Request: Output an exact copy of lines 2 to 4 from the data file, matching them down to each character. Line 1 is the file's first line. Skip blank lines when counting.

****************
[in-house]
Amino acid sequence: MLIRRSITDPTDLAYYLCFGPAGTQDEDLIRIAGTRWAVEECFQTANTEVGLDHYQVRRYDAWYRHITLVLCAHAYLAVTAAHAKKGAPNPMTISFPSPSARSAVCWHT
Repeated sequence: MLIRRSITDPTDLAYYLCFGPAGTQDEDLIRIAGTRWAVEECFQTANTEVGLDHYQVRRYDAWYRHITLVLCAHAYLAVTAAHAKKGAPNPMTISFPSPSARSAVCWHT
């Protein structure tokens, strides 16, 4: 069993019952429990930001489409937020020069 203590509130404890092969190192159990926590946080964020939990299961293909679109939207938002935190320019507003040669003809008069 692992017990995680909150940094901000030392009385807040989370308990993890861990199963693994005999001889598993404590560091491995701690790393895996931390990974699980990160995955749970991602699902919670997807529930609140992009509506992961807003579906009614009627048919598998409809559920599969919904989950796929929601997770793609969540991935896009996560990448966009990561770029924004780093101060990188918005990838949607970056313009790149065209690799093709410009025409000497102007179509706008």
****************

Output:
Amino acid sequence: MLIRRSITDPTDLAYYLCFGPAGTQDEDLIRIAGTRWAVEECFQTANTEVGLDHYQVRRYDAWYRHITLVLCAHAYLAVTAAHAKKGAPNPMTISFPSPSARSAVCWHT
Repeated sequence: MLIRRSITDPTDLAYYLCFGPAGTQDEDLIRIAGTRWAVEECFQTANTEVGLDHYQVRRYDAWYRHITLVLCAHAYLAVTAAHAKKGAPNPMTISFPSPSARSAVCWHT
């Protein structure tokens, strides 16, 4: 069993019952429990930001489409937020020069 203590509130404890092969190192159990926590946080964020939990299961293909679109939207938002935190320019507003040669003809008069 692992017990995680909150940094901000030392009385807040989370308990993890861990199963693994005999001889598993404590560091491995701690790393895996931390990974699980990160995955749970991602699902919670997807529930609140992009509506992961807003579906009614009627048919598998409809559920599969919904989950796929929601997770793609969540991935896009996560990448966009990561770029924004780093101060990188918005990838949607970056313009790149065209690799093709410009025409000497102007179509706008």